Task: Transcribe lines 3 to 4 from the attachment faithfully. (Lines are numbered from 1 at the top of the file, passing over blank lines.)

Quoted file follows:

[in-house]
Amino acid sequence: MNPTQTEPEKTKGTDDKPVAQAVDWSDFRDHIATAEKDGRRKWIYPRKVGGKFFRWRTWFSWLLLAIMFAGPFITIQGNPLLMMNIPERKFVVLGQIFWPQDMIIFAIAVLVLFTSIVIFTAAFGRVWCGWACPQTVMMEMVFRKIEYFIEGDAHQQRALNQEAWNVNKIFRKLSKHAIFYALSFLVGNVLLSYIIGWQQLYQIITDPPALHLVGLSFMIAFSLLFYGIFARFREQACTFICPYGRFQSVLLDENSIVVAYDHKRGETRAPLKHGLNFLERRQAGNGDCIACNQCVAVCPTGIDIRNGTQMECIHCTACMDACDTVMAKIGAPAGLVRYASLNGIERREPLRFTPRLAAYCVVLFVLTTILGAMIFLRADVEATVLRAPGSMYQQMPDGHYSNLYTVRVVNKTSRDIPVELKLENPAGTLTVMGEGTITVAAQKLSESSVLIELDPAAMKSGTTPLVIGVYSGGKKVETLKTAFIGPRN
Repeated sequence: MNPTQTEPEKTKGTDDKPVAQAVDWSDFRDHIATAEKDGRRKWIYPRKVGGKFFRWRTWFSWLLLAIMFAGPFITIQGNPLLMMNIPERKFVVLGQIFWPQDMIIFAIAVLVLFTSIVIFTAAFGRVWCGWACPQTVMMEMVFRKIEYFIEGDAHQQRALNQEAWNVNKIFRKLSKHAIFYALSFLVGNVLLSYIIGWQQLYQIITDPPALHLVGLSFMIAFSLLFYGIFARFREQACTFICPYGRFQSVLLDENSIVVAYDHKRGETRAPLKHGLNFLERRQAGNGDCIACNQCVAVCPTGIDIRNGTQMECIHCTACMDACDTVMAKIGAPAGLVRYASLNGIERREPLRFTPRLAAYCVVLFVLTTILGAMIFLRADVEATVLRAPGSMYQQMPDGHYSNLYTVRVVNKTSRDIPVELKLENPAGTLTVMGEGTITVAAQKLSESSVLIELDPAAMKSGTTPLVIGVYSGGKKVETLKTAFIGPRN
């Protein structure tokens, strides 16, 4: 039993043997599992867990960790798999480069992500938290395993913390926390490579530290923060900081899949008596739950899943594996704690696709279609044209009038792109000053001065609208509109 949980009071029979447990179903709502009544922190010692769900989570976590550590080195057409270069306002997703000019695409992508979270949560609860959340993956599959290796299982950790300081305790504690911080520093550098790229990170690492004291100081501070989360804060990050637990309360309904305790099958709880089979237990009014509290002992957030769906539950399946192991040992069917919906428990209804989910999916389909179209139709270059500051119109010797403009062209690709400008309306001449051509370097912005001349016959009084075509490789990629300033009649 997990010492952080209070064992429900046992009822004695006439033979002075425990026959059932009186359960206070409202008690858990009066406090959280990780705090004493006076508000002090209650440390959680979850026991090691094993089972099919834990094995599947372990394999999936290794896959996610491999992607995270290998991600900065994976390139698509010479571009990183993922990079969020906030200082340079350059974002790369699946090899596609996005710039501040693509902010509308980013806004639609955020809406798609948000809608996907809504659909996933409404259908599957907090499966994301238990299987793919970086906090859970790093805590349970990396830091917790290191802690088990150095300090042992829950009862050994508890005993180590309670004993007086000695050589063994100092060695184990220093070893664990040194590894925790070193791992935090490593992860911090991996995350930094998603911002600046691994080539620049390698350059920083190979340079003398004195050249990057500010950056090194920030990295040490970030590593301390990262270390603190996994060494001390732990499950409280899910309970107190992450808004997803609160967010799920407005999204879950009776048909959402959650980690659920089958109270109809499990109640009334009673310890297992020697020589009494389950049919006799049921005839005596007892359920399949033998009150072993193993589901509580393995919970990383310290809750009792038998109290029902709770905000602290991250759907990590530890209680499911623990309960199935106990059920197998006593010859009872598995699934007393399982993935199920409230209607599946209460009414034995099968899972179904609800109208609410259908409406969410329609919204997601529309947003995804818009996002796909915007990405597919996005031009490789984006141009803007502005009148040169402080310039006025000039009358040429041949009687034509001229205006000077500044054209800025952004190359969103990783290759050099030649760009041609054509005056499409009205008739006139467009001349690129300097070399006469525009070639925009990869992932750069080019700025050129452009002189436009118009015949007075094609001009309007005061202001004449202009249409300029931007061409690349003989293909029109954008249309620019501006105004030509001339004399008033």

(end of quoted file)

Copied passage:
Repeated sequence: MNPTQTEPEKTKGTDDKPVAQAVDWSDFRDHIATAEKDGRRKWIYPRKVGGKFFRWRTWFSWLLLAIMFAGPFITIQGNPLLMMNIPERKFVVLGQIFWPQDMIIFAIAVLVLFTSIVIFTAAFGRVWCGWACPQTVMMEMVFRKIEYFIEGDAHQQRALNQEAWNVNKIFRKLSKHAIFYALSFLVGNVLLSYIIGWQQLYQIITDPPALHLVGLSFMIAFSLLFYGIFARFREQACTFICPYGRFQSVLLDENSIVVAYDHKRGETRAPLKHGLNFLERRQAGNGDCIACNQCVAVCPTGIDIRNGTQMECIHCTACMDACDTVMAKIGAPAGLVRYASLNGIERREPLRFTPRLAAYCVVLFVLTTILGAMIFLRADVEATVLRAPGSMYQQMPDGHYSNLYTVRVVNKTSRDIPVELKLENPAGTLTVMGEGTITVAAQKLSESSVLIELDPAAMKSGTTPLVIGVYSGGKKVETLKTAFIGPRN
């Protein structure tokens, strides 16, 4: 039993043997599992867990960790798999480069992500938290395993913390926390490579530290923060900081899949008596739950899943594996704690696709279609044209009038792109000053001065609208509109 949980009071029979447990179903709502009544922190010692769900989570976590550590080195057409270069306002997703000019695409992508979270949560609860959340993956599959290796299982950790300081305790504690911080520093550098790229990170690492004291100081501070989360804060990050637990309360309904305790099958709880089979237990009014509290002992957030769906539950399946192991040992069917919906428990209804989910999916389909179209139709270059500051119109010797403009062209690709400008309306001449051509370097912005001349016959009084075509490789990629300033009649 997990010492952080209070064992429900046992009822004695006439033979002075425990026959059932009186359960206070409202008690858990009066406090959280990780705090004493006076508000002090209650440390959680979850026991090691094993089972099919834990094995599947372990394999999936290794896959996610491999992607995270290998991600900065994976390139698509010479571009990183993922990079969020906030200082340079350059974002790369699946090899596609996005710039501040693509902010509308980013806004639609955020809406798609948000809608996907809504659909996933409404259908599957907090499966994301238990299987793919970086906090859970790093805590349970990396830091917790290191802690088990150095300090042992829950009862050994508890005993180590309670004993007086000695050589063994100092060695184990220093070893664990040194590894925790070193791992935090490593992860911090991996995350930094998603911002600046691994080539620049390698350059920083190979340079003398004195050249990057500010950056090194920030990295040490970030590593301390990262270390603190996994060494001390732990499950409280899910309970107190992450808004997803609160967010799920407005999204879950009776048909959402959650980690659920089958109270109809499990109640009334009673310890297992020697020589009494389950049919006799049921005839005596007892359920399949033998009150072993193993589901509580393995919970990383310290809750009792038998109290029902709770905000602290991250759907990590530890209680499911623990309960199935106990059920197998006593010859009872598995699934007393399982993935199920409230209607599946209460009414034995099968899972179904609800109208609410259908409406969410329609919204997601529309947003995804818009996002796909915007990405597919996005031009490789984006141009803007502005009148040169402080310039006025000039009358040429041949009687034509001229205006000077500044054209800025952004190359969103990783290759050099030649760009041609054509005056499409009205008739006139467009001349690129300097070399006469525009070639925009990869992932750069080019700025050129452009002189436009118009015949007075094609001009309007005061202001004449202009249409300029931007061409690349003989293909029109954008249309620019501006105004030509001339004399008033």